• Discuss one topic at a time
  • Ask one thing at a time
  • Convey information in smaller chunks
  • Consider using simpler syntax when appropriate
  • Verify their understanding
  • Verify your understanding by summarizing, expanding, or paraphrasing what has been said to ensure you have correctly understood the message
  • Validate by acknowledging experiences of frustration and challenges communicating
  • Acknowledge competence by affirming you know what the person with PD wants to say
  • Ensure the conversation sounds normal and adult by using an appropriate tone of voice and using humor as appropriate
  • Encourage individuals with PD to use any strategies practiced in speech therapy including checking in with posture, using a loud, strong voice, or tapping each word

In addition to cognitive and language changes, some of the most prevalent symptoms impacting communication for individuals with PD are reduced speaking volume and clarity of voice and speech. These voice and speech symptoms are medically termed dysarthria and can lead to feelings of embarrassment, irritation, and social isolation. Research indicates that approximately 9 out of 10 individuals with PD will face adverse changes to their voice, speech, and communication. Taking a proactive approach to managing these changes by seeking speech therapy for adults from a licensed speech-language pathologist can significantly enhance long-term communication outcomes. A licensed speech-language pathologist can guide you through evidence-based speech therapy exercises to address word-finding difficulties, cognitive-linguistic challenges, and initiate dysarthria treatment. Early intervention not only leads to quicker improvements but also contributes to the sustained maintenance of skills over time.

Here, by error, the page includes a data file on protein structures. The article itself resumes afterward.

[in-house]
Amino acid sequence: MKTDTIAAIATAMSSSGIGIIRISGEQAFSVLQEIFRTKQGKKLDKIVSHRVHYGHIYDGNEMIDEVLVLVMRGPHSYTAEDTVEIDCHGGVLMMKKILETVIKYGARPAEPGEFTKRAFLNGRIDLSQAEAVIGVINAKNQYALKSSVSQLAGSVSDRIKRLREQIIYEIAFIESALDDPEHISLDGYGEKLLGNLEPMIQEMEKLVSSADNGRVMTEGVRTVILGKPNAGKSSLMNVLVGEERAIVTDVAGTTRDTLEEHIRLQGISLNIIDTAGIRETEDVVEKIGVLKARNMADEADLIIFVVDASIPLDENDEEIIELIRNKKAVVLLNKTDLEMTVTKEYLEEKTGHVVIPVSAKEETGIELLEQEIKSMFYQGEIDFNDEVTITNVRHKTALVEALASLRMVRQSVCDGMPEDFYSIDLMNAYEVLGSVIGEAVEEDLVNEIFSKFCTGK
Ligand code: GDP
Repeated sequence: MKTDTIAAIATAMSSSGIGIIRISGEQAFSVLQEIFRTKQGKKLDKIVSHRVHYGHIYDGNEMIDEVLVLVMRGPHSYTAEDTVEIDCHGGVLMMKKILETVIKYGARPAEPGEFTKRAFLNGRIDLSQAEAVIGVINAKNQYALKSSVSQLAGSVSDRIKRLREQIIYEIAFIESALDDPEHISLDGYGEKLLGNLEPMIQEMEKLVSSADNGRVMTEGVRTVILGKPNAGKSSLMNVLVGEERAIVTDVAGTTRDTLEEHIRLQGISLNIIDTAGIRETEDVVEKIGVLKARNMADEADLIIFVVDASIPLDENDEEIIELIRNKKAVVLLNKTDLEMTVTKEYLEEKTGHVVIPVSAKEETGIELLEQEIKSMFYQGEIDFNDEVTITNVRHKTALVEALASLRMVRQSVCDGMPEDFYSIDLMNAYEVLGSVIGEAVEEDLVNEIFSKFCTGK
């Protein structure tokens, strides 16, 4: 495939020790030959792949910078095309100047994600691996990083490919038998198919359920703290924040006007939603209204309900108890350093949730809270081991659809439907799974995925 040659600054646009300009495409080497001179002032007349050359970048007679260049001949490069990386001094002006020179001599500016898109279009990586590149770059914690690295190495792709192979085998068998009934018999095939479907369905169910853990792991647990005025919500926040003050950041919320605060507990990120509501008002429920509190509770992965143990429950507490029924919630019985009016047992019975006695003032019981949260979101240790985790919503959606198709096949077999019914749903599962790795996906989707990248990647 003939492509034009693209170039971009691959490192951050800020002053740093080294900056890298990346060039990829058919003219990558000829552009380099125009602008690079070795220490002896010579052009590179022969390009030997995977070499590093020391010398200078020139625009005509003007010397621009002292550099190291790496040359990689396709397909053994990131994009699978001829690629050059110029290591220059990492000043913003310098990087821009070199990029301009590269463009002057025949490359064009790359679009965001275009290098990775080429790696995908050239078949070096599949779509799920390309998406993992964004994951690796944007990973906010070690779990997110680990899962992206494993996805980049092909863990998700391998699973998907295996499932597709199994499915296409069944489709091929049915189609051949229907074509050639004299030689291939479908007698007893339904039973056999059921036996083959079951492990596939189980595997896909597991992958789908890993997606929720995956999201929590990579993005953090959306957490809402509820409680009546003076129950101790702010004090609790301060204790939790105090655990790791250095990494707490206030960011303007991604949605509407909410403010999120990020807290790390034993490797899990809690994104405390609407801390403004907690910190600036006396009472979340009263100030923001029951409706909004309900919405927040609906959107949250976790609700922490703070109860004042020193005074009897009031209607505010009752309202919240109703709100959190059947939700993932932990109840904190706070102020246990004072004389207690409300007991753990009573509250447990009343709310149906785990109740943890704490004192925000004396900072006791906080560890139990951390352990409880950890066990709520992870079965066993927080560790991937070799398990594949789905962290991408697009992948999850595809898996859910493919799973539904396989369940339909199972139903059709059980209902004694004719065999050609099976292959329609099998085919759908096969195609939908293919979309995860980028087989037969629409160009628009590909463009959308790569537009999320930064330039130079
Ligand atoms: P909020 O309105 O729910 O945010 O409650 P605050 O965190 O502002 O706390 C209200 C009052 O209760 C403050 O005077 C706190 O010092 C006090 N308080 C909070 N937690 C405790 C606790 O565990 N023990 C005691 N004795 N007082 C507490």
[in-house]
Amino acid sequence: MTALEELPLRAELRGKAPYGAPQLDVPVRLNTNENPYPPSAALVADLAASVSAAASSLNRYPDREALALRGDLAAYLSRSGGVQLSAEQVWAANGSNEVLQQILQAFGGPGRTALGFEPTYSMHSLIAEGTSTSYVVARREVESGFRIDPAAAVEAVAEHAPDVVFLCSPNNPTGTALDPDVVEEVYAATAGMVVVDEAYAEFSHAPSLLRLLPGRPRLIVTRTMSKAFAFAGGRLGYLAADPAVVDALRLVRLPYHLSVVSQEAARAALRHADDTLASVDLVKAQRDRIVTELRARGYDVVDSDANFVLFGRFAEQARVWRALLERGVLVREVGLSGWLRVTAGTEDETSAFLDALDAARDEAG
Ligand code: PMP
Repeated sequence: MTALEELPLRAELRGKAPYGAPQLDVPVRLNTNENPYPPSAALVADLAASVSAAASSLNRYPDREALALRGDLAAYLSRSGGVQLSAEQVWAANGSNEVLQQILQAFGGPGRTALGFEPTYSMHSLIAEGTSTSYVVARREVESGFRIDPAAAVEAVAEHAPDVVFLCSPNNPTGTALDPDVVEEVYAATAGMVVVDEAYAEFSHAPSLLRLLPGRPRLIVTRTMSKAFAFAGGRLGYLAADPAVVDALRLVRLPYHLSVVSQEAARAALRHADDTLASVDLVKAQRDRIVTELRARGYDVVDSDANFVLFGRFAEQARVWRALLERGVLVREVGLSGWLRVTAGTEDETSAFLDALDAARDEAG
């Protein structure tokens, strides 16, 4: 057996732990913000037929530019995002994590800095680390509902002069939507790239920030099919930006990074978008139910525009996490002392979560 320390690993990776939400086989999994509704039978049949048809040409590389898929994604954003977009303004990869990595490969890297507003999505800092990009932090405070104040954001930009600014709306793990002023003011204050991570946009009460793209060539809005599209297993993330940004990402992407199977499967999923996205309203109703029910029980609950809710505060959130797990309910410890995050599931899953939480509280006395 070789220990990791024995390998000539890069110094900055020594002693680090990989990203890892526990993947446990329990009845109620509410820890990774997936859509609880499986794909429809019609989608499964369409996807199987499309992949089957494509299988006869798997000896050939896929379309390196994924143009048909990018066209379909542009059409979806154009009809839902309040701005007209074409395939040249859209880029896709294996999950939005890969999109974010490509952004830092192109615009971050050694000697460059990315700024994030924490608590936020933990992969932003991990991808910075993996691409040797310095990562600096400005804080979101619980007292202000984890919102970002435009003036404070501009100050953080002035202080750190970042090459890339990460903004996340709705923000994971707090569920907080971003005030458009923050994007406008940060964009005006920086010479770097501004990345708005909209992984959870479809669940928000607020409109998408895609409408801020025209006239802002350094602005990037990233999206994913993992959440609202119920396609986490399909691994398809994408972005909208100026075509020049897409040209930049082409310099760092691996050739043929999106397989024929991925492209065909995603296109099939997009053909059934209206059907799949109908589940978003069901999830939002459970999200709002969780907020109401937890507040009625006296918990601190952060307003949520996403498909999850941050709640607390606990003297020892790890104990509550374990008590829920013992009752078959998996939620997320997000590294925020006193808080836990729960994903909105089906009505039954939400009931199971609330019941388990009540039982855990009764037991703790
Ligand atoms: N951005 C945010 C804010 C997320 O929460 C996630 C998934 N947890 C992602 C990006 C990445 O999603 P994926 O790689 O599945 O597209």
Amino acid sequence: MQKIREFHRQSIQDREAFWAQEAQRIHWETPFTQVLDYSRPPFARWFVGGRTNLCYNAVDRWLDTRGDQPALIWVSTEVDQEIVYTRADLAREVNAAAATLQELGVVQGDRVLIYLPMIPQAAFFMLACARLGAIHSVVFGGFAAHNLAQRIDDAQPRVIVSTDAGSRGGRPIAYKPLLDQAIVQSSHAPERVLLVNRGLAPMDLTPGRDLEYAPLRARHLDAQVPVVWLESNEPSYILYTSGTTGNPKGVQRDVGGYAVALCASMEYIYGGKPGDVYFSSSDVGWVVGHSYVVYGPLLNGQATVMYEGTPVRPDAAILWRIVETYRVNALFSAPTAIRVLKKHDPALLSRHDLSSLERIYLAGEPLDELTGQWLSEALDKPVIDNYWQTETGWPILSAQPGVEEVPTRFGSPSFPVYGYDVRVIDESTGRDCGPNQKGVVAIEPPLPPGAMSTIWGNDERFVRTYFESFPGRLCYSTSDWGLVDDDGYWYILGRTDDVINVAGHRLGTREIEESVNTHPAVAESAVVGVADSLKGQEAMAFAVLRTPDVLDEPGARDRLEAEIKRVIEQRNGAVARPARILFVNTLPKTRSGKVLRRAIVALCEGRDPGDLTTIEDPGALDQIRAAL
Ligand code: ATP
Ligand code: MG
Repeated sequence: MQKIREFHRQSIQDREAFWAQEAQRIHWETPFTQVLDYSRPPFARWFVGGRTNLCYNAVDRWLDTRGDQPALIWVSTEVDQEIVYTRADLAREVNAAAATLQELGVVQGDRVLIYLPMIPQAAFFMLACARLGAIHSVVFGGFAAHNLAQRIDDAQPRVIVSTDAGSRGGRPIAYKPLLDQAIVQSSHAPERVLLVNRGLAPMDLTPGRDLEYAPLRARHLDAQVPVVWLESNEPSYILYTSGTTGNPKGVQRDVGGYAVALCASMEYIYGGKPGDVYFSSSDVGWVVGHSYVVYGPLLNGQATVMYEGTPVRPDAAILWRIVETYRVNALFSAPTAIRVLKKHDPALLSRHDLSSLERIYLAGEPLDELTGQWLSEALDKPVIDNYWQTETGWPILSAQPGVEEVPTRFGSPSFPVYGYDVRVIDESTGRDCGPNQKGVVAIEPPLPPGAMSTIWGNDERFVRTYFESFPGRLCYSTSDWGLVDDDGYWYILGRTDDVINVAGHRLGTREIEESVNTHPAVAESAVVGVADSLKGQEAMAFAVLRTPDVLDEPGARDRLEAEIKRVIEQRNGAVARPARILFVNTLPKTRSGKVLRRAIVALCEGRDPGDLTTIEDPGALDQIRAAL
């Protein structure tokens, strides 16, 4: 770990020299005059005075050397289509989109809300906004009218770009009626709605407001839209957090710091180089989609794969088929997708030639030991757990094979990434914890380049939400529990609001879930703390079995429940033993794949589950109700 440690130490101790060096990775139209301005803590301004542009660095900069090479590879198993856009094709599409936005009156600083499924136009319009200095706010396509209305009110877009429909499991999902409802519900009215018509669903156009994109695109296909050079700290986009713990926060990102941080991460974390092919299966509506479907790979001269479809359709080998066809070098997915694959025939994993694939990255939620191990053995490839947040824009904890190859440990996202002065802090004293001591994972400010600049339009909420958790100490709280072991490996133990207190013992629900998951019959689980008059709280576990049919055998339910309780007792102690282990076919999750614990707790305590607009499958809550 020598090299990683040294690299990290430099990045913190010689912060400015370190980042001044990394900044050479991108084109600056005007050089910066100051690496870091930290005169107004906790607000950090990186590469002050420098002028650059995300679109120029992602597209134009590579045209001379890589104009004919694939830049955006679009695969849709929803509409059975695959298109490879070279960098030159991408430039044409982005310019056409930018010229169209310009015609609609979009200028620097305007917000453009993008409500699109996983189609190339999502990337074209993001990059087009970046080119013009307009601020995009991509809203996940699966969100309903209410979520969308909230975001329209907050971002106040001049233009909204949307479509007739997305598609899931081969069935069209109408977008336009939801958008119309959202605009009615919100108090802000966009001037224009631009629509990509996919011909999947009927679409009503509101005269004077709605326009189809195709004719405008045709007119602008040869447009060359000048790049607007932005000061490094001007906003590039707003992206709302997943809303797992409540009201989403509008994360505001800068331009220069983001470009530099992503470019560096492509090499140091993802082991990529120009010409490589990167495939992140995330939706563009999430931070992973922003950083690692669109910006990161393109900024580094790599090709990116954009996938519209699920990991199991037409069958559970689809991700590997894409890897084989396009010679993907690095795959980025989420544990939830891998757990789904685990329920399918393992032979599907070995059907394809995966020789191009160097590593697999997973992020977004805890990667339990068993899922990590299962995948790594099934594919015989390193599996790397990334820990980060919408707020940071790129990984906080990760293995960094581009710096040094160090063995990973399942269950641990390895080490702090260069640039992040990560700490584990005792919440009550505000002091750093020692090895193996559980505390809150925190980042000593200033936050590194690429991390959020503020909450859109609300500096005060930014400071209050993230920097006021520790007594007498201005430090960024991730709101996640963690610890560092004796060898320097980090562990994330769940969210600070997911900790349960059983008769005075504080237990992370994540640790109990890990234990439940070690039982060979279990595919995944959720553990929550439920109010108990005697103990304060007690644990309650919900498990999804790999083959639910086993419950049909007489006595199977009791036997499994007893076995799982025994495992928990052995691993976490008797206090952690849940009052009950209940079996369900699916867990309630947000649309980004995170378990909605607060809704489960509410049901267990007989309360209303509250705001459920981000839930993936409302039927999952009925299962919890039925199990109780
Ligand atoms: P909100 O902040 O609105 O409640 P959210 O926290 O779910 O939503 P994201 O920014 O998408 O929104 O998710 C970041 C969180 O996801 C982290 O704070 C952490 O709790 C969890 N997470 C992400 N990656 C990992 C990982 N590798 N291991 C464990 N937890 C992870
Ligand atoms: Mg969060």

At Open Lines®, every clinician is specially trained and certified in LSVT LOUD which is globally recognized as the gold standard dysarthria treatment for voice and motor-speech difficulties in PD.

For more information on evidence-based treatment programs for individuals living with PD check out:  Intensive Speech Programs for Parkinson’s Disease; A Guide to Speech Therapy for PD; How to Communicate With a Loved One With PD; Open Lines Founder Dr Jessica Galgano Gives Interview on; What are LSVT LOUD for LIFE Programs; Speech Therapy Classes for Groups;

If you’re struggling with communication difficulties, it’s time to turn to Open Lines®. Contact us via phone (212-430-6800), email [email protected], or by filling out our convenient contact form. Improve your communication skills and unlock your potential with Open Lines® Speech and Communication in New York today!